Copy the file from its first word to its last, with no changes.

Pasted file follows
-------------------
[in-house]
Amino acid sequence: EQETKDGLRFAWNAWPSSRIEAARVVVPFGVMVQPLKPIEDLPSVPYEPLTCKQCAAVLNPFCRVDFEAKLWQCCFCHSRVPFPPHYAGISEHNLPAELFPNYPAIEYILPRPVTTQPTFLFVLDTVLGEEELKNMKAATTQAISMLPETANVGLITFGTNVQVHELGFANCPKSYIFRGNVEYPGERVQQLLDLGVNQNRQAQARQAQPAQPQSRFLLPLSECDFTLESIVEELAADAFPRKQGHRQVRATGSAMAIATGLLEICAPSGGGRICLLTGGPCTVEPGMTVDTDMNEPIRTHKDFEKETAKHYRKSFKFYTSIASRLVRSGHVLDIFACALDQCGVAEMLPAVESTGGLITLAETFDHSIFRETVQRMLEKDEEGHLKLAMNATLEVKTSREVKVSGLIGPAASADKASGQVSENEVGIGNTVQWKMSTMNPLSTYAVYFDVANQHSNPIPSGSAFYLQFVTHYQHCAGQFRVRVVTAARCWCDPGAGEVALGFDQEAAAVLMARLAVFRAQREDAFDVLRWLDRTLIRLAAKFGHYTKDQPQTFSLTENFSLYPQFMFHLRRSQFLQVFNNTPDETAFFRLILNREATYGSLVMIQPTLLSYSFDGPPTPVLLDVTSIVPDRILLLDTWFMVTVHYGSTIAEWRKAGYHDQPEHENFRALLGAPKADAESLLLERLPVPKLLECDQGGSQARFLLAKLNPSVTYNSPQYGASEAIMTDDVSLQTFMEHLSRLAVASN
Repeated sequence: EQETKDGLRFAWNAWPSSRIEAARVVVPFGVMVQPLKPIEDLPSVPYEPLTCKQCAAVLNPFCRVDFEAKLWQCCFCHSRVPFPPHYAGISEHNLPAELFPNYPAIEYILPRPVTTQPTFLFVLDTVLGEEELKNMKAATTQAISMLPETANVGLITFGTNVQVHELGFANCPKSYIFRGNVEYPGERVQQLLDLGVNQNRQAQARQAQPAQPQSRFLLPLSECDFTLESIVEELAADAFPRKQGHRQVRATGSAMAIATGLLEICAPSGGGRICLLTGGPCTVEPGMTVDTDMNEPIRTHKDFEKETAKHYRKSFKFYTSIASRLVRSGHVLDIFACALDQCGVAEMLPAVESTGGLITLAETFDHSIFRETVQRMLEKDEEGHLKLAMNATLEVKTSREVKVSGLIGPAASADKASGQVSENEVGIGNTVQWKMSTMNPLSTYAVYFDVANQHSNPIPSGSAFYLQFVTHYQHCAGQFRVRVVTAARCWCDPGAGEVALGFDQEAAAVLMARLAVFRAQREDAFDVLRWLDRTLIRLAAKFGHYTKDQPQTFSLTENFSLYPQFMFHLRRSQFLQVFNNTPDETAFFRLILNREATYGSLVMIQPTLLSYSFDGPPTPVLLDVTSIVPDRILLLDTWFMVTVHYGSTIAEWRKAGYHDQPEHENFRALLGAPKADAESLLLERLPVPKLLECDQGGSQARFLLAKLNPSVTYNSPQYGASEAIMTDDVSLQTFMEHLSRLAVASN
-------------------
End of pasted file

[in-house]
Amino acid sequence: EQETKDGLRFAWNAWPSSRIEAARVVVPFGVMVQPLKPIEDLPSVPYEPLTCKQCAAVLNPFCRVDFEAKLWQCCFCHSRVPFPPHYAGISEHNLPAELFPNYPAIEYILPRPVTTQPTFLFVLDTVLGEEELKNMKAATTQAISMLPETANVGLITFGTNVQVHELGFANCPKSYIFRGNVEYPGERVQQLLDLGVNQNRQAQARQAQPAQPQSRFLLPLSECDFTLESIVEELAADAFPRKQGHRQVRATGSAMAIATGLLEICAPSGGGRICLLTGGPCTVEPGMTVDTDMNEPIRTHKDFEKETAKHYRKSFKFYTSIASRLVRSGHVLDIFACALDQCGVAEMLPAVESTGGLITLAETFDHSIFRETVQRMLEKDEEGHLKLAMNATLEVKTSREVKVSGLIGPAASADKASGQVSENEVGIGNTVQWKMSTMNPLSTYAVYFDVANQHSNPIPSGSAFYLQFVTHYQHCAGQFRVRVVTAARCWCDPGAGEVALGFDQEAAAVLMARLAVFRAQREDAFDVLRWLDRTLIRLAAKFGHYTKDQPQTFSLTENFSLYPQFMFHLRRSQFLQVFNNTPDETAFFRLILNREATYGSLVMIQPTLLSYSFDGPPTPVLLDVTSIVPDRILLLDTWFMVTVHYGSTIAEWRKAGYHDQPEHENFRALLGAPKADAESLLLERLPVPKLLECDQGGSQARFLLAKLNPSVTYNSPQYGASEAIMTDDVSLQTFMEHLSRLAVASN
Repeated sequence: EQETKDGLRFAWNAWPSSRIEAARVVVPFGVMVQPLKPIEDLPSVPYEPLTCKQCAAVLNPFCRVDFEAKLWQCCFCHSRVPFPPHYAGISEHNLPAELFPNYPAIEYILPRPVTTQPTFLFVLDTVLGEEELKNMKAATTQAISMLPETANVGLITFGTNVQVHELGFANCPKSYIFRGNVEYPGERVQQLLDLGVNQNRQAQARQAQPAQPQSRFLLPLSECDFTLESIVEELAADAFPRKQGHRQVRATGSAMAIATGLLEICAPSGGGRICLLTGGPCTVEPGMTVDTDMNEPIRTHKDFEKETAKHYRKSFKFYTSIASRLVRSGHVLDIFACALDQCGVAEMLPAVESTGGLITLAETFDHSIFRETVQRMLEKDEEGHLKLAMNATLEVKTSREVKVSGLIGPAASADKASGQVSENEVGIGNTVQWKMSTMNPLSTYAVYFDVANQHSNPIPSGSAFYLQFVTHYQHCAGQFRVRVVTAARCWCDPGAGEVALGFDQEAAAVLMARLAVFRAQREDAFDVLRWLDRTLIRLAAKFGHYTKDQPQTFSLTENFSLYPQFMFHLRRSQFLQVFNNTPDETAFFRLILNREATYGSLVMIQPTLLSYSFDGPPTPVLLDVTSIVPDRILLLDTWFMVTVHYGSTIAEWRKAGYHDQPEHENFRALLGAPKADAESLLLERLPVPKLLECDQGGSQARFLLAKLNPSVTYNSPQYGASEAIMTDDVSLQTFMEHLSRLAVASN